Dr. William C. Gibson wrote an appreciation of Frank Fairchild Wesbrook, the first president of the University of British Columbia, who was born in Brant County Ontario on July 12, 1868. "The chief value of Dr. Gibson's book," wrote Robin S. Harris in BC Studies, "is that it does provide an accurate and detailed portrait of Frank Wesbrook, an honourable man. It does not, unfortunately, add anything to our knowledge of the University of British Columbia and its relations to the government that is not contained in Harry Logan's Tuum Est."

According to UBC Special Collections: "In 1887, he [Wesbrook] graduated from Manitoba University. Wesbrook received his M.D. in 1890. Subsequently, he spent a year at the Rotunda Hospital, Dublin and in 1892, he was elected John Walker student in pathology at Cambridge. He was appointed Professor of Bacteriology at the University of Minnesota in 1895 and in 1906 he became the first full-time Dean of Medicine there. In 1913, he accepted the post of President of the nascent UBC. He guided the University through the first difficult years, hiring a staff and striving to make the University successful. The boom that had lasted for a decade in B.C. collapsed with the outbreak of war in 1914. Work on the new campus begun at Point Grey to replace the Fairview campus used by UBC's predecessor, McGill University College of B.C., was suspended for several years. As a consequence when the University of British Columbia began operations in 1915 it had to do so in the less than adequate facilities. As well as his University activities, President Wesbrook was Officer Commanding the Officers' Training Corp. He helped establish the Vancouver Institute, toured the Province examining its resources and was active in the Patriotic Fund Drive in the Autumn, 1915. Failing health forced him to take a long break in early 1918. He died on 20 October, 1918."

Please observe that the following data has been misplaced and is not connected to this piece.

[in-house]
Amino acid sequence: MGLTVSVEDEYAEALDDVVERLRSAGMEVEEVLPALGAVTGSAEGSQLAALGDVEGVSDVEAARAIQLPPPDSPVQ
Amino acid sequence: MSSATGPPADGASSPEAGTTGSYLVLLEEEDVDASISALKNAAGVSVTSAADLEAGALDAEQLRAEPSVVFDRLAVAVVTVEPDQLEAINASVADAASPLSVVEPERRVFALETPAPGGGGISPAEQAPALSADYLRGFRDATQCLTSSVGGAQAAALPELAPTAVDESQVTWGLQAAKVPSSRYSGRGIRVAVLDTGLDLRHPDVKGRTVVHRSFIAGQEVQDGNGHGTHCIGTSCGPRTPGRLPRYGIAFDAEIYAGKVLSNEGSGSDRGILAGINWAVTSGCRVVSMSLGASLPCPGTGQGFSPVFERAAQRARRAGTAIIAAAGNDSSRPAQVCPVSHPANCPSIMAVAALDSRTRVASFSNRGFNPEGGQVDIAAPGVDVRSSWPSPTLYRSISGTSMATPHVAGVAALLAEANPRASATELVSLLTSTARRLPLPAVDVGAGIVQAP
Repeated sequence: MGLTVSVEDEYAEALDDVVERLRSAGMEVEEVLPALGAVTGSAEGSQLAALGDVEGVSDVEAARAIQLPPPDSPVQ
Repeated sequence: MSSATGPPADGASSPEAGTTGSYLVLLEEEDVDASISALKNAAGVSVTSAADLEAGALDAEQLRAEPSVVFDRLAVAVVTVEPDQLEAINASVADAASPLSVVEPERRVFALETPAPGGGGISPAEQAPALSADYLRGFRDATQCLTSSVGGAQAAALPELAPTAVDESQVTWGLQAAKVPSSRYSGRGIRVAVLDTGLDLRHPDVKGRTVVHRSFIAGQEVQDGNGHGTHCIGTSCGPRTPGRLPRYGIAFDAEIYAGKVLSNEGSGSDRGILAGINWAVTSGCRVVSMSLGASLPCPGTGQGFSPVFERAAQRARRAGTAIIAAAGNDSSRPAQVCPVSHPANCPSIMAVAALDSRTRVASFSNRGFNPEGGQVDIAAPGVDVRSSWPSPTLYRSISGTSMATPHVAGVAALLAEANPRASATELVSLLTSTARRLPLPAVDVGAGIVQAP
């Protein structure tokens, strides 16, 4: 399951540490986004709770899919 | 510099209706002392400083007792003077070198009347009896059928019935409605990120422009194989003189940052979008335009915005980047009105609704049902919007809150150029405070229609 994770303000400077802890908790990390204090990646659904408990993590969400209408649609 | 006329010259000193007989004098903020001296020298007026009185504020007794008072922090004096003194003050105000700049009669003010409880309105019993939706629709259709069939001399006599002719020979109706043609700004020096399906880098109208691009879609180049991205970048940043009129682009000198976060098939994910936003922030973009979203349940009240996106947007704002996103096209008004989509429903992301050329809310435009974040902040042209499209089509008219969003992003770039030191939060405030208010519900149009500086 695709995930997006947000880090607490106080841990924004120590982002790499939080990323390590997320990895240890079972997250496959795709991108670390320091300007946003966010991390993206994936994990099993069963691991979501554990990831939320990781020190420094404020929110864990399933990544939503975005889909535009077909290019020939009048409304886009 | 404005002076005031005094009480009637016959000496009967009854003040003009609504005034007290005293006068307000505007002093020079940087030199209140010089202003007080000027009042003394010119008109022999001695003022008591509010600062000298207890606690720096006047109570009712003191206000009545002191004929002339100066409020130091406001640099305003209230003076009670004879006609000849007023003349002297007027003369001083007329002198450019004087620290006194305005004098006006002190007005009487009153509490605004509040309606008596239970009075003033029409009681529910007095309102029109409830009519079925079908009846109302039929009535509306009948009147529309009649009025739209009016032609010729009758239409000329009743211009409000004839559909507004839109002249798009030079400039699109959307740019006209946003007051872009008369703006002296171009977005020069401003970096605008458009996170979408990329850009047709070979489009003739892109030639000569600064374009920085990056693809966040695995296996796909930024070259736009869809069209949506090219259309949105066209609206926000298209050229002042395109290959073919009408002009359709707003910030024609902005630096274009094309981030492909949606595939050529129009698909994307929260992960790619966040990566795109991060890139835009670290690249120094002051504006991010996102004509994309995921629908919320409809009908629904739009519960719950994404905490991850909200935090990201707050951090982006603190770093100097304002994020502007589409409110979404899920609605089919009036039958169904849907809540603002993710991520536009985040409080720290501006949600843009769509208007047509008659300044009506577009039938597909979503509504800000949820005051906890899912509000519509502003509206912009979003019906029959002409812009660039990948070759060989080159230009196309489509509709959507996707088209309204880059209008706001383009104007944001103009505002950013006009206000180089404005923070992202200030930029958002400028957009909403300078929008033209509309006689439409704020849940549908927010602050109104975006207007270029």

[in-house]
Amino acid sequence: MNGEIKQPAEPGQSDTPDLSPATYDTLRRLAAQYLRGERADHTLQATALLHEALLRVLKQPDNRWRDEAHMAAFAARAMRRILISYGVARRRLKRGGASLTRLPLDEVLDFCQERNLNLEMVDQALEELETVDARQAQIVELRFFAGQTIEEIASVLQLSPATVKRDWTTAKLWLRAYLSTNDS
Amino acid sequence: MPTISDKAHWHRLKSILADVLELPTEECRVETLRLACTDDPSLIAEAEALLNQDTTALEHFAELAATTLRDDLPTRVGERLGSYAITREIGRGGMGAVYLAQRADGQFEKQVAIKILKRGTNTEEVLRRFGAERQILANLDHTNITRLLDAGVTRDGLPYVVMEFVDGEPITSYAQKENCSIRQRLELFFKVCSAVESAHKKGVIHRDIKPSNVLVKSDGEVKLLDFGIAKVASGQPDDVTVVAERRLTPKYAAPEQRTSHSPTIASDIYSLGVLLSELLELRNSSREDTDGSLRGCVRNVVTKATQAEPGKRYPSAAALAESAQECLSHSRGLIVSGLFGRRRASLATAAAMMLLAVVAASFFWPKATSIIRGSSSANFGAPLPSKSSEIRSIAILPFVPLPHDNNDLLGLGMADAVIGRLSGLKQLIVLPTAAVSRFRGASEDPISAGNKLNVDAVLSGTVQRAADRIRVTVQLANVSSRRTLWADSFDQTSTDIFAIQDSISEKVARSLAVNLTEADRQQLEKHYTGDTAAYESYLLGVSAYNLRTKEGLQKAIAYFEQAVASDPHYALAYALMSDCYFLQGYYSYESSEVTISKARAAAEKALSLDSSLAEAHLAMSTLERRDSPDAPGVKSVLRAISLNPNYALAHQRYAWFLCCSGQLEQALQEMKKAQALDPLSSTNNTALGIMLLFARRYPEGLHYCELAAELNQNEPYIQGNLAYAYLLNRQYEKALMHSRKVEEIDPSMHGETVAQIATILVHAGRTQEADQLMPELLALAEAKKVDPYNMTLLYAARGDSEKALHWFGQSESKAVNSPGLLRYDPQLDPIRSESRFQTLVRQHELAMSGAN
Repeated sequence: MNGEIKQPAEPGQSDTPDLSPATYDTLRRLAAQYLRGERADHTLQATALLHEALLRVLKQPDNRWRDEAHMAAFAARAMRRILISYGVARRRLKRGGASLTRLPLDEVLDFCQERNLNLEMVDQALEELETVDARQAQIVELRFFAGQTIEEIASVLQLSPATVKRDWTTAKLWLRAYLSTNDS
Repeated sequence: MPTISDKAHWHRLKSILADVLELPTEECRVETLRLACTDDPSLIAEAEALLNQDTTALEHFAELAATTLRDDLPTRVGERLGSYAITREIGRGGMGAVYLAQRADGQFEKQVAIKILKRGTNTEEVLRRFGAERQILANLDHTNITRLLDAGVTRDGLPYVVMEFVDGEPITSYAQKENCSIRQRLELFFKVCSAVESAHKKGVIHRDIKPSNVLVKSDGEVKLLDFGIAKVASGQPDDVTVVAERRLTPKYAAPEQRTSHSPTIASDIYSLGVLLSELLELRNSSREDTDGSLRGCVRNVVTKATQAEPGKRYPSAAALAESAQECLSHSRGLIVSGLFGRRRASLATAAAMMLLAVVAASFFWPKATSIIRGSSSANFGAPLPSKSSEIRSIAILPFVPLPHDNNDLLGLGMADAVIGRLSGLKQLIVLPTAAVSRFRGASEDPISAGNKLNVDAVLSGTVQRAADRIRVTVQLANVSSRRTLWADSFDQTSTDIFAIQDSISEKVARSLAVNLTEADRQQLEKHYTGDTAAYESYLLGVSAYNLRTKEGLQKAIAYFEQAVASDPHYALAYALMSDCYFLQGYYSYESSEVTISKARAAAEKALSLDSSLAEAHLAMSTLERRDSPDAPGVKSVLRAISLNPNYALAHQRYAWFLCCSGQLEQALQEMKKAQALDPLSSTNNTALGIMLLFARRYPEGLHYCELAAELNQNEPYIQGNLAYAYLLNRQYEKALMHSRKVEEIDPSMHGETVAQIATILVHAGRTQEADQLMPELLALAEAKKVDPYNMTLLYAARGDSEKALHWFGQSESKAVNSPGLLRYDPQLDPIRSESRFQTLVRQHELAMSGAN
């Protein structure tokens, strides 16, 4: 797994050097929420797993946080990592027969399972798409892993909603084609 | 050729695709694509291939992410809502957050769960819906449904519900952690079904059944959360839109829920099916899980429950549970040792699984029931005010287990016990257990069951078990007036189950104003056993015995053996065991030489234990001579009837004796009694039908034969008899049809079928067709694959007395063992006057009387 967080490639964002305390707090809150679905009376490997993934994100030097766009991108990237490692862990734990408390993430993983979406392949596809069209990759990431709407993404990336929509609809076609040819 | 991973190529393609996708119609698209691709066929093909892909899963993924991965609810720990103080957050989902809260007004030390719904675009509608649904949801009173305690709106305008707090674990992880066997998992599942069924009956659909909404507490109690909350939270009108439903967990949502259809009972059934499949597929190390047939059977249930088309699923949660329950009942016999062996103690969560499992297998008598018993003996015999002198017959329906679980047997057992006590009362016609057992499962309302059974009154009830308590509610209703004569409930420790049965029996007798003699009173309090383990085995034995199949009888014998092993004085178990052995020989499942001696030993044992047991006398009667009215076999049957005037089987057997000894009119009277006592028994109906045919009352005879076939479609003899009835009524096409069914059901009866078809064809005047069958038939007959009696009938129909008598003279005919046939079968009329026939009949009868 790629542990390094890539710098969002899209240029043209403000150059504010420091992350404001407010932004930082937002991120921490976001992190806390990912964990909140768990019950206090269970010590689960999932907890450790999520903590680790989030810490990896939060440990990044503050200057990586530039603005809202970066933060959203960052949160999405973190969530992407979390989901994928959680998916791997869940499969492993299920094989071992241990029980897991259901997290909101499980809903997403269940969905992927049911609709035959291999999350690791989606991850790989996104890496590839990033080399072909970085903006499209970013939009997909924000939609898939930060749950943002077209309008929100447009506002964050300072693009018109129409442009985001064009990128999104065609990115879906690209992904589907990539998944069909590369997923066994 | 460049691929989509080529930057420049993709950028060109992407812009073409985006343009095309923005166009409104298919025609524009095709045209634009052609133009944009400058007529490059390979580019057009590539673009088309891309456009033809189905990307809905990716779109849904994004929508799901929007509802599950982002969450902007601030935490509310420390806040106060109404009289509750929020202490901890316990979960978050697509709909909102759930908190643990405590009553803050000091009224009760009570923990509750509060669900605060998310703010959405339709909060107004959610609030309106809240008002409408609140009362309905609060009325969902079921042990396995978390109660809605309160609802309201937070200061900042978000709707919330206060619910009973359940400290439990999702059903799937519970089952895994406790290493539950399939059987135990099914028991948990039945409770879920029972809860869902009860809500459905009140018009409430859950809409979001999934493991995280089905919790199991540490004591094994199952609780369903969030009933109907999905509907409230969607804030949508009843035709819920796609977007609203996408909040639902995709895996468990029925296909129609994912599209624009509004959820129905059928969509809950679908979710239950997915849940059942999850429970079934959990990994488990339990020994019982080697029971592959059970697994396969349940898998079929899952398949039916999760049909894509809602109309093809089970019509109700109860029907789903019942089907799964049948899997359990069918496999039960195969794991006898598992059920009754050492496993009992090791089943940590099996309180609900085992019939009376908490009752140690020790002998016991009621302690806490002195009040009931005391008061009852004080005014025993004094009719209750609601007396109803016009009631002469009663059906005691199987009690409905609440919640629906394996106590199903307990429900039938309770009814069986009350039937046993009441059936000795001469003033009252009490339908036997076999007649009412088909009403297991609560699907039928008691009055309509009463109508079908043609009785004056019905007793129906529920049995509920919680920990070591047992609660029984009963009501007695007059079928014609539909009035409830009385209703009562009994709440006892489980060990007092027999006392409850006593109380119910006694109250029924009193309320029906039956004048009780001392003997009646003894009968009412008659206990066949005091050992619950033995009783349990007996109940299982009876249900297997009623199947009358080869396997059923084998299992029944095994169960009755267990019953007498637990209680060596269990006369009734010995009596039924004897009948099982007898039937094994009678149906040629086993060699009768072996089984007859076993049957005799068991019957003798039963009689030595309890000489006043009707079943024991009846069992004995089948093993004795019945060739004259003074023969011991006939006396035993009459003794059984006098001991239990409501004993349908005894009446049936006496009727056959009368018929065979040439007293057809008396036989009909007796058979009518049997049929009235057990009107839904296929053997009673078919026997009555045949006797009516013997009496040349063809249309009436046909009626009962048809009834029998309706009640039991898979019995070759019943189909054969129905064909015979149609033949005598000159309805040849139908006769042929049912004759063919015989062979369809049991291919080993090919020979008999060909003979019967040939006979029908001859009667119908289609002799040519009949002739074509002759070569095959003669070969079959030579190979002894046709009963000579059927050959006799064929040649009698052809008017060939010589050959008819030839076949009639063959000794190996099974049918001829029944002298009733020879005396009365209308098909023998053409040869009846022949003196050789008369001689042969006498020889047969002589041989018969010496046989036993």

Review of the author's work by BC Studies:
Wesbrook and His University


Wesbrook and His University (UBC Press, 1973)
Sherrington: His Life and Thought (Springer, 1979)

[BCBW 2004] "Education"